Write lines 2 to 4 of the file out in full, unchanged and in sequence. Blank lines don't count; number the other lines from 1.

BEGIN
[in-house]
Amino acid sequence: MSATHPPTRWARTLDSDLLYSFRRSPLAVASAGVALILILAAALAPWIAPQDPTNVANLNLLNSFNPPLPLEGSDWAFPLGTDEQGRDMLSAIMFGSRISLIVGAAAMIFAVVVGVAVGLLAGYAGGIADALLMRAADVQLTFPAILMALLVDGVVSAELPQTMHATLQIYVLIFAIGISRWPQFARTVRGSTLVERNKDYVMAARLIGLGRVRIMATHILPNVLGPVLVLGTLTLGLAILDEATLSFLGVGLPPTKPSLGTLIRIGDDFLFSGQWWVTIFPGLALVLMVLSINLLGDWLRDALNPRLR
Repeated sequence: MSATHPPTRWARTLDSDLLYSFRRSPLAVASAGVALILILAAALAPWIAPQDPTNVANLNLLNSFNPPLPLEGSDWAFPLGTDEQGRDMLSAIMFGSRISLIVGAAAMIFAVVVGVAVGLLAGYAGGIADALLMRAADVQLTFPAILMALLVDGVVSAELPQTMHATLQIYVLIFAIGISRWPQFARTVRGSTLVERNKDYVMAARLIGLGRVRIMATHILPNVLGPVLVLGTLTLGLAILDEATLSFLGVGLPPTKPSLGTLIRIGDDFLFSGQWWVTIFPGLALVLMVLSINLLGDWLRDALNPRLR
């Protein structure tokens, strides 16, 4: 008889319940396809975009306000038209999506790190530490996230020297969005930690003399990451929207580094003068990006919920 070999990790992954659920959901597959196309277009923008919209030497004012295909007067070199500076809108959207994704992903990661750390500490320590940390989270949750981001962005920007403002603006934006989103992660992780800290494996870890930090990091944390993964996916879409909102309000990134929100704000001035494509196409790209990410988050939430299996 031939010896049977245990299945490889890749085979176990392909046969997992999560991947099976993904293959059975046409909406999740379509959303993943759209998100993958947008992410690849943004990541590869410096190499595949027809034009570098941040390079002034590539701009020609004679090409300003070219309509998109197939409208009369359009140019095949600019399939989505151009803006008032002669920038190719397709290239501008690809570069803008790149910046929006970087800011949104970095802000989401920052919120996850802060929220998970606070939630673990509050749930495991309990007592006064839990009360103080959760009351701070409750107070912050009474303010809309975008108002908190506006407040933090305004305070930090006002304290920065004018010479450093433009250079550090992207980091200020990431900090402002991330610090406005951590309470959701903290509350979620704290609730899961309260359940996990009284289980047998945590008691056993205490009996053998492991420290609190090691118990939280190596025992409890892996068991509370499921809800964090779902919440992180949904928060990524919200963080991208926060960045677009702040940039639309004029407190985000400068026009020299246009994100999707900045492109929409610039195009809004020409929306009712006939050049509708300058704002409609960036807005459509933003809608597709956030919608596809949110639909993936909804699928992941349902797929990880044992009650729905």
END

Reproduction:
Amino acid sequence: MSATHPPTRWARTLDSDLLYSFRRSPLAVASAGVALILILAAALAPWIAPQDPTNVANLNLLNSFNPPLPLEGSDWAFPLGTDEQGRDMLSAIMFGSRISLIVGAAAMIFAVVVGVAVGLLAGYAGGIADALLMRAADVQLTFPAILMALLVDGVVSAELPQTMHATLQIYVLIFAIGISRWPQFARTVRGSTLVERNKDYVMAARLIGLGRVRIMATHILPNVLGPVLVLGTLTLGLAILDEATLSFLGVGLPPTKPSLGTLIRIGDDFLFSGQWWVTIFPGLALVLMVLSINLLGDWLRDALNPRLR
Repeated sequence: MSATHPPTRWARTLDSDLLYSFRRSPLAVASAGVALILILAAALAPWIAPQDPTNVANLNLLNSFNPPLPLEGSDWAFPLGTDEQGRDMLSAIMFGSRISLIVGAAAMIFAVVVGVAVGLLAGYAGGIADALLMRAADVQLTFPAILMALLVDGVVSAELPQTMHATLQIYVLIFAIGISRWPQFARTVRGSTLVERNKDYVMAARLIGLGRVRIMATHILPNVLGPVLVLGTLTLGLAILDEATLSFLGVGLPPTKPSLGTLIRIGDDFLFSGQWWVTIFPGLALVLMVLSINLLGDWLRDALNPRLR
């Protein structure tokens, strides 16, 4: 008889319940396809975009306000038209999506790190530490996230020297969005930690003399990451929207580094003068990006919920 070999990790992954659920959901597959196309277009923008919209030497004012295909007067070199500076809108959207994704992903990661750390500490320590940390989270949750981001962005920007403002603006934006989103992660992780800290494996870890930090990091944390993964996916879409909102309000990134929100704000001035494509196409790209990410988050939430299996 031939010896049977245990299945490889890749085979176990392909046969997992999560991947099976993904293959059975046409909406999740379509959303993943759209998100993958947008992410690849943004990541590869410096190499595949027809034009570098941040390079002034590539701009020609004679090409300003070219309509998109197939409208009369359009140019095949600019399939989505151009803006008032002669920038190719397709290239501008690809570069803008790149910046929006970087800011949104970095802000989401920052919120996850802060929220998970606070939630673990509050749930495991309990007592006064839990009360103080959760009351701070409750107070912050009474303010809309975008108002908190506006407040933090305004305070930090006002304290920065004018010479450093433009250079550090992207980091200020990431900090402002991330610090406005951590309470959701903290509350979620704290609730899961309260359940996990009284289980047998945590008691056993205490009996053998492991420290609190090691118990939280190596025992409890892996068991509370499921809800964090779902919440992180949904928060990524919200963080991208926060960045677009702040940039639309004029407190985000400068026009020299246009994100999707900045492109929409610039195009809004020409929306009712006939050049509708300058704002409609960036807005459509933003809608597709956030919608596809949110639909993936909804699928992941349902797929990880044992009650729905």